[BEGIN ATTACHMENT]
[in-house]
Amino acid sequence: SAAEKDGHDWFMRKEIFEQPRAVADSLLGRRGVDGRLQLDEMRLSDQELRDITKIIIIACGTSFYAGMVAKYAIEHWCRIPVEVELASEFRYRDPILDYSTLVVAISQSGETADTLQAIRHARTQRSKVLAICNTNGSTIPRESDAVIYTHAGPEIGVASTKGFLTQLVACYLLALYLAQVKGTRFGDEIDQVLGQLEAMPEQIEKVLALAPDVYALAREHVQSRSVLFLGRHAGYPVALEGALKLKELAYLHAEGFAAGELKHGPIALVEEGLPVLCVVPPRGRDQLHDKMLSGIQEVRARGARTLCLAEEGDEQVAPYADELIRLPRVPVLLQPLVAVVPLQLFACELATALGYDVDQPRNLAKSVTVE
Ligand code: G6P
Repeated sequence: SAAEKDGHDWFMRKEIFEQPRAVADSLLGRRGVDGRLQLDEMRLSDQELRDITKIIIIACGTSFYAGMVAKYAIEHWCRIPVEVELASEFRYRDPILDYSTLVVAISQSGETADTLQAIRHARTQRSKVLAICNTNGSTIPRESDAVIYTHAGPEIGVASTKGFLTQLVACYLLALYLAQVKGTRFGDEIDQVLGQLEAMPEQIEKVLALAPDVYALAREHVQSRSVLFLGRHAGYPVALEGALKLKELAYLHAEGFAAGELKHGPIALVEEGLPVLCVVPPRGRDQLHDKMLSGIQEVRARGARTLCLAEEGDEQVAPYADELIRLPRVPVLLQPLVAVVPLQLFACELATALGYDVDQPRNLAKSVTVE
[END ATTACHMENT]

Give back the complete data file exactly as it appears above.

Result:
[in-house]
Amino acid sequence: SAAEKDGHDWFMRKEIFEQPRAVADSLLGRRGVDGRLQLDEMRLSDQELRDITKIIIIACGTSFYAGMVAKYAIEHWCRIPVEVELASEFRYRDPILDYSTLVVAISQSGETADTLQAIRHARTQRSKVLAICNTNGSTIPRESDAVIYTHAGPEIGVASTKGFLTQLVACYLLALYLAQVKGTRFGDEIDQVLGQLEAMPEQIEKVLALAPDVYALAREHVQSRSVLFLGRHAGYPVALEGALKLKELAYLHAEGFAAGELKHGPIALVEEGLPVLCVVPPRGRDQLHDKMLSGIQEVRARGARTLCLAEEGDEQVAPYADELIRLPRVPVLLQPLVAVVPLQLFACELATALGYDVDQPRNLAKSVTVE
Ligand code: G6P
Repeated sequence: SAAEKDGHDWFMRKEIFEQPRAVADSLLGRRGVDGRLQLDEMRLSDQELRDITKIIIIACGTSFYAGMVAKYAIEHWCRIPVEVELASEFRYRDPILDYSTLVVAISQSGETADTLQAIRHARTQRSKVLAICNTNGSTIPRESDAVIYTHAGPEIGVASTKGFLTQLVACYLLALYLAQVKGTRFGDEIDQVLGQLEAMPEQIEKVLALAPDVYALAREHVQSRSVLFLGRHAGYPVALEGALKLKELAYLHAEGFAAGELKHGPIALVEEGLPVLCVVPPRGRDQLHDKMLSGIQEVRARGARTLCLAEEGDEQVAPYADELIRLPRVPVLLQPLVAVVPLQLFACELATALGYDVDQPRNLAKSVTVE